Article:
Delaware Session Wraps Up


Shannon Gahs, Patty Watson, and Ali Knott met with Rep. David Bentz (top right) to thank him for his support of home health care

The Delaware General Assembly typically closes late into the evening on its June 30 deadline, giving the last day of session extra drama, a party for winners and a night of stomach-wrenching stress for those hoping for a last-minute miracle. Typically what keeps them in session is debate over the state’s annual budget. This year, the budget process was different in two ways- first, the state had a surplus of funds because of changes to the federal tax code; second, the budget passed with three days to spare. Most of the $20 million in unexpected funds went to long-overdue pay raises for state employees and teachers. The legislature also passed paid parental leave for state employees, filled open state positions that investigate child abuse and neglect and that staff juvenile detention facilities, and shored up programs that benefit those with intellectual and developmental disabilities and that improve reading and special education. Much of the public debate in Dover this year was around gun rights and legalizing marijuana.

This year, we asked the legislature for a 21 percent increase in the RN and LPN home care reimbursement rates, an ask that would cost the state about $3.1 million annually. BAYADA Delaware leaders and our Hearts for Home Care Ambassadors educated and advocated by giving testimony at a Joint Finance Committee hearing, meeting with legislators and being active on social media campaigns. The legislature, with the stated intent of being economically frugal and with an eye on whether they were constraining future legislatures by increasing recurring expenses, looked more favorably on one-time expenses and grants this year. We did not get the increase. We did, however, build support with many legislators. At the end of session, five legislators committed to meet together in the fall to determine strategy for how to improve rates for nurses who are currently reimbursed at the same levels as they were 13 years ago.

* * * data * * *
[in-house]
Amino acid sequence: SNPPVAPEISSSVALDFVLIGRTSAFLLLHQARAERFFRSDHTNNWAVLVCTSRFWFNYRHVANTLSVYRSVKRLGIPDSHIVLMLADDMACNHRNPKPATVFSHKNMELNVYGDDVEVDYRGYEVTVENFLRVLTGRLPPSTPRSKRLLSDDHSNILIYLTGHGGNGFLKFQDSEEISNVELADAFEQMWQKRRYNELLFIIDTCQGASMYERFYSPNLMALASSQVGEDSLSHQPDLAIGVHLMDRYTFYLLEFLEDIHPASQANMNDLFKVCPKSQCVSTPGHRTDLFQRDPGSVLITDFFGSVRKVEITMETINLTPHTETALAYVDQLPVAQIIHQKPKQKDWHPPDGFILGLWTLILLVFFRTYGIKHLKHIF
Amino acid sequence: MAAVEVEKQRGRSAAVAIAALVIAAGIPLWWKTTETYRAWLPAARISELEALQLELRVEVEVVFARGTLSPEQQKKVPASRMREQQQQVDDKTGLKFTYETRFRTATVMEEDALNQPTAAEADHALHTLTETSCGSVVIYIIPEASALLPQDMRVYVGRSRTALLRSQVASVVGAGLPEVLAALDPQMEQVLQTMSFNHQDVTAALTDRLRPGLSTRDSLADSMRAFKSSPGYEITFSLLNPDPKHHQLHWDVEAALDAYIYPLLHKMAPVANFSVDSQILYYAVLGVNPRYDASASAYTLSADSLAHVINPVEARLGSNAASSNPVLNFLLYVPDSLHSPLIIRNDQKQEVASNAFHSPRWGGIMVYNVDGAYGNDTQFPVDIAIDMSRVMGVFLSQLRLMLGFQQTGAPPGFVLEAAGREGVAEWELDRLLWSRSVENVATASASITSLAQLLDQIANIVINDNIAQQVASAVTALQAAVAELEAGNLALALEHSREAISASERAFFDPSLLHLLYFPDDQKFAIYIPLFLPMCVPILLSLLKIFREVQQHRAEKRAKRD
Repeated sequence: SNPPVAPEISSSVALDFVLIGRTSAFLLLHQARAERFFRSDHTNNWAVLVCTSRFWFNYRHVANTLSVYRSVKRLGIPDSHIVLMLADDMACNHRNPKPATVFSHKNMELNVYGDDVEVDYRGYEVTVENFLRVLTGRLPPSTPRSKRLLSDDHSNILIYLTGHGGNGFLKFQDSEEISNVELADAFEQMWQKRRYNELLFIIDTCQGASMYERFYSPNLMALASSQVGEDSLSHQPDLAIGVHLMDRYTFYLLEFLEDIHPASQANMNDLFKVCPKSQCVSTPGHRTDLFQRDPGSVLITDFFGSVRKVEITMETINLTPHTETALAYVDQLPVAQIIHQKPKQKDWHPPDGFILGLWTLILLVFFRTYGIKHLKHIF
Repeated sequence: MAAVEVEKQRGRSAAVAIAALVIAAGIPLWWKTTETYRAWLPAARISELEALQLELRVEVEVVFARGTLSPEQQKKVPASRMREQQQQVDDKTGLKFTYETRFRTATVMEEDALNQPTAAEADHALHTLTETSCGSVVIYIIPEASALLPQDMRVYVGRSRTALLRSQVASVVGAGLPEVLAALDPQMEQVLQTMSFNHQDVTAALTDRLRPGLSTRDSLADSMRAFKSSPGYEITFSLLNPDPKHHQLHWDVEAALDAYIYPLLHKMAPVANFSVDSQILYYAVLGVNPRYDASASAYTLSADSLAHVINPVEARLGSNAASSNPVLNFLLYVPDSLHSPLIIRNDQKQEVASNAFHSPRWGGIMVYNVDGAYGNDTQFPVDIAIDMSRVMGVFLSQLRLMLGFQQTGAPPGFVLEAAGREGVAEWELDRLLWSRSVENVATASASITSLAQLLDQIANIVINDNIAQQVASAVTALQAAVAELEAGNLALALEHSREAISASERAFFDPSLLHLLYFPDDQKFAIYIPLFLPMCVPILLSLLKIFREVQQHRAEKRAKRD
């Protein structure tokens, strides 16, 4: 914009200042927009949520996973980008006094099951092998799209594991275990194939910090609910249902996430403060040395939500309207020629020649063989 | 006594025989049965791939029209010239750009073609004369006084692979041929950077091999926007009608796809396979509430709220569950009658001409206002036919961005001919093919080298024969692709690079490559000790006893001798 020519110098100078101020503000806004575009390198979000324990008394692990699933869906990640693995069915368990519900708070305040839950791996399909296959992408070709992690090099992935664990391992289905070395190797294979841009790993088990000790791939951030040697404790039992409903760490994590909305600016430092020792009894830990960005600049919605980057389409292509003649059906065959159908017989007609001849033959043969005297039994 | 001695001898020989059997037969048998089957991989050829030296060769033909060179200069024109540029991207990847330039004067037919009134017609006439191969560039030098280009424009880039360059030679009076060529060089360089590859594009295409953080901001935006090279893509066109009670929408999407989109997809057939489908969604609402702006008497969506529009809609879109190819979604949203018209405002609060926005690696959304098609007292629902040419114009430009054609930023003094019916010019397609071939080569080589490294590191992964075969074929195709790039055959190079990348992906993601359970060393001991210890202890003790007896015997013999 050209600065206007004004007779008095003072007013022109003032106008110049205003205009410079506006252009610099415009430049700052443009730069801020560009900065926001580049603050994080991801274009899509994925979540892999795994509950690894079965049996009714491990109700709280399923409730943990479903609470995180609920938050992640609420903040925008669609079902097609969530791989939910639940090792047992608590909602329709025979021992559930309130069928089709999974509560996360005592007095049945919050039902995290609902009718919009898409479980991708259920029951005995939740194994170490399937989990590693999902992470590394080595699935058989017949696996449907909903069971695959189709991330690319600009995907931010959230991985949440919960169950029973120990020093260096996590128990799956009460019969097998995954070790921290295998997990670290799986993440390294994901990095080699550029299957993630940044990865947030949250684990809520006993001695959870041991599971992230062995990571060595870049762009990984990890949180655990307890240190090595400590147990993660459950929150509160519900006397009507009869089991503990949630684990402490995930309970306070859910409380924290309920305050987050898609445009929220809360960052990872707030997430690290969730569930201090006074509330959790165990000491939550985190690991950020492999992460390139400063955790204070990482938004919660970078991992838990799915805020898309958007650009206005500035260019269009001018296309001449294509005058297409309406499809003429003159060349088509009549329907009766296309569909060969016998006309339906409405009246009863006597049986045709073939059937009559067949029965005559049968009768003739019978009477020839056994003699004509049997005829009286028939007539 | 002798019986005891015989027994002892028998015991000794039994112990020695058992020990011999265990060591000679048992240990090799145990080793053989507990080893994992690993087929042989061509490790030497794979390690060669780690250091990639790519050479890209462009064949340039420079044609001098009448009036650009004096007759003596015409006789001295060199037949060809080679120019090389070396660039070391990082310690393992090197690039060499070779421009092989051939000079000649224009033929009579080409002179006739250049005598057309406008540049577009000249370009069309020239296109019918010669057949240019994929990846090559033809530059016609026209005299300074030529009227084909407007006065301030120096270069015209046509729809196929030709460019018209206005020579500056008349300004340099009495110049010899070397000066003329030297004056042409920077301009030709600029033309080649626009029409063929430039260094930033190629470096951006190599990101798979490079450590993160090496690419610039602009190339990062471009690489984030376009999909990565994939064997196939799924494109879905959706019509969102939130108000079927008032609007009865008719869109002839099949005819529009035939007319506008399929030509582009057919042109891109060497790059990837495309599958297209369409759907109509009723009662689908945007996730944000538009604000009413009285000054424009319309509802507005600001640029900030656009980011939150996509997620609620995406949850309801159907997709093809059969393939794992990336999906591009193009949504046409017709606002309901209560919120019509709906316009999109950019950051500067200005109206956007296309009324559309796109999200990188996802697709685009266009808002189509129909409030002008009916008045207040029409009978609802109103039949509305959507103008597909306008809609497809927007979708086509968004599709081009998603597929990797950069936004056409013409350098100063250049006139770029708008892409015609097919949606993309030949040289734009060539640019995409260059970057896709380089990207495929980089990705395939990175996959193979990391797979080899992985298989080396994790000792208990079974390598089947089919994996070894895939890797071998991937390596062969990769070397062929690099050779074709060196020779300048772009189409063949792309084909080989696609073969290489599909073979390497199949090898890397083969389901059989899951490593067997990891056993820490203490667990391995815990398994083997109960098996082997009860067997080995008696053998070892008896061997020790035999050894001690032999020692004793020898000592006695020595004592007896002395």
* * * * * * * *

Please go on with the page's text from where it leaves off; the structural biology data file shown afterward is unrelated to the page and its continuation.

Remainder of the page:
The end of June saw the ends of legislative careers for more than 25 percent of the legislature through retirements and public intentions not to run for re-election. Primary Day for Delaware is September 6. The general election is November 6, 2018. All 41 seats in the House and half of the Senate are on the ballot this year. To learn more about your ballot, your polling place, and other voter information, click here. If you have any questions about this session or our legislative priorities for Delaware, don’t hesitate to reach out to me.

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